This tile project was made possible by a generous donation from local ceramic artist, Nanette Butler. After retiring from her tile business, Agape-Aloha Isle Tiles of Hawaii, Nanette decided to share everything from bisqued tiles, colorful glazes, kiln furniture and even shelving with our school.
Pictured above is the artist in her shop, surrounded by all of her vibrant artwork. Mahalo nui loa, Nanette, for providing us with such high quality ceramic supplies and this amazing opportunity!
The floral and plant designs for this project were inspired by the Garden Isle’s tropical foliage along with Art Nouveau style from the late 19th and early 20th centuries.
The history of ceramic tile is ancient, involving utilitarian uses along with regional and cultural decorative styles that span the globe. Art Nouveau tiles happen to be one of my personal favorite styles that also was easily adapted for our Hawaiian plant designs.
After several practice thumbnail drawings in their sketchbooks, students selected a flower or plant of their choice for a final design. Some popular designs included plumeria, hibiscus, haleconia, lotus, orchids, monstera and taro.
Students imitated Art Nouveau style by simplifying shapes, integrating curvy “whiplash” lines, adding a border or frame and making their designs symmetrical. Before applying glaze, a thin layer of wax resist was applied to all lines to create a white outline. Finally, a minimum of 4 glaze colors were applied to all unwaxed surfaces before the final glaze firing.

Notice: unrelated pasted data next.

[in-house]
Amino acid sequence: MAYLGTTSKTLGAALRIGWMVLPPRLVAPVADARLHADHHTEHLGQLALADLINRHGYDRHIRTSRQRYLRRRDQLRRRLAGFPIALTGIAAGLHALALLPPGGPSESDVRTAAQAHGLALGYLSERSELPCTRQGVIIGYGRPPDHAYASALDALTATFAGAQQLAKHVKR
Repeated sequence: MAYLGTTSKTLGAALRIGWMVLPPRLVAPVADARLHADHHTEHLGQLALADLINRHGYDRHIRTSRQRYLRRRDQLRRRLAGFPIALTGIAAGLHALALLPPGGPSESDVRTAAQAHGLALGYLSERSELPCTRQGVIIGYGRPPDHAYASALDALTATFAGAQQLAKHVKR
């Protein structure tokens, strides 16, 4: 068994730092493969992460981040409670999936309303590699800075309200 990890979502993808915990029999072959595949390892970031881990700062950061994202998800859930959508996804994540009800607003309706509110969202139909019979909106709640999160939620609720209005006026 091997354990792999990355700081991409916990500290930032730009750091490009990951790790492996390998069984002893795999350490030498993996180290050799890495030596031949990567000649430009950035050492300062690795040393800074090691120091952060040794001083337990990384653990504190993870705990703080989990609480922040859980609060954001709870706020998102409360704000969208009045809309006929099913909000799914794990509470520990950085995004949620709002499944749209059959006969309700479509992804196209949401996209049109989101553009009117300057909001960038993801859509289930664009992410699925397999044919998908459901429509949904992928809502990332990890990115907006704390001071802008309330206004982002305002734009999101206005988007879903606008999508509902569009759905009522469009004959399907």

Each student brought home an original tile that can serve a variety of purposes. It can be used to protect furniture from a hot serving dish or glass, or it might be incorporated into a tile wall or backsplash as a feature design. Some may simply want to display it on a shelf for aesthetic enjoyment.
Thanks to Nannette, we still have some leftover tiles that I plan on using for a more collaborative project in the near future. Maybe a tile mural for our classroom is on the horizon!
The collaborative design above was created by six ambitious eighth grade students who had some extra time in class. They worked out the overall “outer space” composition together, and then each glazed her own tile. This will be an inspirational example for next year’s project!